datum: 23.11.2022

kategorija: Novice

Organized by:

Faculty of Education, University of Primorska, Koper, Slovenia


Co-organized by:

Institute for Educational Science, University of Innsbruck, Austria

Faculty of Arts, University of Maribor, Slovenia

Faculty of Humanities and Social Sciences, Split, Croatia


DEC 15, 2022; 9 AM (CET), ZOOM


Humans slaughter more than 70 billion individual land animals annually only for food, while humans and livestock account for an unbelievable 96 percent of all mammal biomass. These data do not only testify to the fact that our lifestyle became unsustainable but also pose serious ethical questions related to our attitude towards more-than-human world. In either case, it seems safe to assume that the change in this respect is urgent and that one of the most important tasks of educational institutions entails efforts to transform our way of life into a more just and ethically acceptable coexistence with other living beings. This, in short, is a task of animal ethics education that in 21st century became central to postmodern societies.

Awareness-raising about animal ethics is, however, one of the main missions of “Critical Animal Pedagogy” (CAP), an educational endeavor that seeks to display power relations, inequalities, and injustice in the wider field of human exploitation of non-human animals. One of the main tenets of CAP is the conviction that acquaintance with ideologies such as carnism (system of beliefs that normalizes and stimulates meat consumption), anthropocentrism (the conviction that human interests are the only important factor in decision-making), and speciesism (discrimination based on biological species) will help us deconstruct the framework that enables animal abuse. Starting from this point, four talks within the workshop will address different aspects of CAP which can help us overcome current state of affairs. The workshop will thus be suitable for general public and students as well as the specialists from the fields of education and critical animal studies that want to expand their knowledge.




Introductory words and greetings (9:00 – 9:10)



Introduction to Critical Animal Pedagogy and Discursive Analysis


Tomaž Grušovnik:

The animal-abuse enabling ideologies: anthropocentrism, carnism, and speciesism (9:10 – 9:45)

Critical animal pedagogy closely relates to critical theory, a current of philosophical and sociological reflections, connected with the so-called Frankfurt School. The main idea behind these movements was analysis of social injustice and the mechanisms that perpetuate it. Transposed to the field of animal abuse, the task of critical theory becomes the identification of belief systems that justify and normalize animal abuse. Such ideologies are predominantly anthropocentrism, speciesism, and carnism. The first holds that only human interests are morally and politically viable and that consequently all the actions should be judged from human perspective. Speciesism, on the other hand, denotes discrimination based upon biological species while carnism entails various psychological and social mechanisms that normalize and justify meat consumption. The talk will introduce these ideologies together with the ways of their deconstruction.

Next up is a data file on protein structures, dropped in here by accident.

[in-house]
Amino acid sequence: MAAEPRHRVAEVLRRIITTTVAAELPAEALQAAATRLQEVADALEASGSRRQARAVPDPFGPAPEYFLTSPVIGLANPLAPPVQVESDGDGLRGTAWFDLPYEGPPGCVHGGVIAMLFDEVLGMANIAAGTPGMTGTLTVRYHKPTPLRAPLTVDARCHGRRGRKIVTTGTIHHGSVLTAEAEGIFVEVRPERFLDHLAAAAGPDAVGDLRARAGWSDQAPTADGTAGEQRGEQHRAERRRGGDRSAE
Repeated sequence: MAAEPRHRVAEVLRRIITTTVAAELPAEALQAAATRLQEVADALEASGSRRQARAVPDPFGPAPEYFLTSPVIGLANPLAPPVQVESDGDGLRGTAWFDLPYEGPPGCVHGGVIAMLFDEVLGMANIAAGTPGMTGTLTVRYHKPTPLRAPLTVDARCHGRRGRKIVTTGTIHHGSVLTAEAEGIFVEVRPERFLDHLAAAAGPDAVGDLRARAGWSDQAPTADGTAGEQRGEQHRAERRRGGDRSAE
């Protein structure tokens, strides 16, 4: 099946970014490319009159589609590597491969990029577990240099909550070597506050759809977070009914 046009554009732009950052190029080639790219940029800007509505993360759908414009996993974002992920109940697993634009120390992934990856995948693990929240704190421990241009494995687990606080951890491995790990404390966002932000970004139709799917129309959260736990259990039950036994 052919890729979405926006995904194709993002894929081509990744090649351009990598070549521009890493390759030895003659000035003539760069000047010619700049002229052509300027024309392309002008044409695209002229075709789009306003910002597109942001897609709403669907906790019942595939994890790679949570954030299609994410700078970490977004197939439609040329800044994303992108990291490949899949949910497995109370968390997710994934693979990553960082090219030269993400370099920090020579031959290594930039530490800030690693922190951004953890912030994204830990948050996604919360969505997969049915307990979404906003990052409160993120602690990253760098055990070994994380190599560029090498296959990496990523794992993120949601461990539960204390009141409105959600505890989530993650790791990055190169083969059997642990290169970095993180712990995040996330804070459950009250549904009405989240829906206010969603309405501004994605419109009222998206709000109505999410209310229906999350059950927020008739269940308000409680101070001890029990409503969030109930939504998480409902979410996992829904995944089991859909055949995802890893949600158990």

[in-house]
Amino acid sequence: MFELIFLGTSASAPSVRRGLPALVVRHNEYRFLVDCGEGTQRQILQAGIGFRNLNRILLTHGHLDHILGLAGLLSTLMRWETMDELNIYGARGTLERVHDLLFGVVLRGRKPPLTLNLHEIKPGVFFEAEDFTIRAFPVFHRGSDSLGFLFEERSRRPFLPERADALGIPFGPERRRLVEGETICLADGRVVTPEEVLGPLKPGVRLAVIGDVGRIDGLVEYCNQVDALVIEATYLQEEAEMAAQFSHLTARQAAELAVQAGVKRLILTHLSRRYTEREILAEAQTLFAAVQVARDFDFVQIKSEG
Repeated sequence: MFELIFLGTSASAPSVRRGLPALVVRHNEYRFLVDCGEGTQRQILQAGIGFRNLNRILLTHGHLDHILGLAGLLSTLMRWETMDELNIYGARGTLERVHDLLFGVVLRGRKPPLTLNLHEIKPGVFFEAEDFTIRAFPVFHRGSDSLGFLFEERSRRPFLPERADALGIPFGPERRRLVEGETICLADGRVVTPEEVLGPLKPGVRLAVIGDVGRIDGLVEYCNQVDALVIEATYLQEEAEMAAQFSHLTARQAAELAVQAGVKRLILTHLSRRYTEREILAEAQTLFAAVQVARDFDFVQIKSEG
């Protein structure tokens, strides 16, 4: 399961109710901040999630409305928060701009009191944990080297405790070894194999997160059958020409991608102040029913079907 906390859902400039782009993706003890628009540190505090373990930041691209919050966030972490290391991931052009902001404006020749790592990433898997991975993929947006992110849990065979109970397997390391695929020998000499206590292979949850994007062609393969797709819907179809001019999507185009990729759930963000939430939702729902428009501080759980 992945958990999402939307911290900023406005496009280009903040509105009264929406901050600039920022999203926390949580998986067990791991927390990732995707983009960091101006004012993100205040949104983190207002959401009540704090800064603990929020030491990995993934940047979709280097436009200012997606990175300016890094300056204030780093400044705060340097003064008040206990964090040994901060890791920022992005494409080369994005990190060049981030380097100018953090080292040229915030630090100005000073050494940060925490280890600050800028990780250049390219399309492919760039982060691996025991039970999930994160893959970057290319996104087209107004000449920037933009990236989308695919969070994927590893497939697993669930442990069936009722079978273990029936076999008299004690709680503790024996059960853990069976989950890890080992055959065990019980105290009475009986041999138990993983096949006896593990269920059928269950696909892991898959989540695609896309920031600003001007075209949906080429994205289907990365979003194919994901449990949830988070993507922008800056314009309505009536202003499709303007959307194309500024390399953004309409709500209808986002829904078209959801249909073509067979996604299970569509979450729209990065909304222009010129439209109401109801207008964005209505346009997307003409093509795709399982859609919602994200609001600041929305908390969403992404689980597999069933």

Branislava Vičar:

Speciesism in Advertising: A Critical Discourse Analysis (9:50-10:25)

The presentation introduces the concept of Critical Discourse Analysis (CDA), a transdisciplinary, text-analytical approach to critical social research that focuses on the role of discourse in the legitimation and reproduction of power, dominance, and inequality in society. When applied to human-animal relations, it examines the role of discourse in the domination and oppression of other species by humans.

The presentation examines the speciesism conveyed in advertisements, highlighting the role of advertisements in encouraging the view of consumption of "animal products" as normal and ethically unproblematic. Additionally, the presentation is intended to encourage the participants to think critically about how advertisements of "animal products" attempt to manipulate our understanding of human-animal relations and, consequently, legitimate the continued oppression of animals.



Contemporary Advancements within Critical Animal Pedagogy

Reingard Spannring:

Self-determination - a reality for us and other animals? (10:30-11:05)

This paper discusses Self-Determination Theory and its implications for us as researchers, students, but also for nonhuman animals and our relationships with them.

In our societies and in the education system the structures and practices tend to train us to fulfill social functions and expectations. Likewise, we reproduce this behaviouristic paradigm in our relationships with children and companion animals. What is lost is the sense of ownership of one's life, intrinsic motivation and health. Is Self-Determination Theory a way out of this dilemma?



Josip Guć:

Utopia, Childlikeness, and Non-human Animals (11:10 – 11:45)

Starting from specific thoughts of Paulo Freire, the presentation finds childlikeness to be a valuable utopian capacity and one which does not only takes into account human but also non-human animals. Concerning this, the presentation also offers a few educational guidelines.   



Final discussion and closing words (moderated by T. Grušovnik; 11:45 – 12:00)

In order to participate please register NO LATER than DEC 14 (WED) by NOON - 12:00 CET:registration form

(your registration is needed primarily in order for us to send you the zoom session link).


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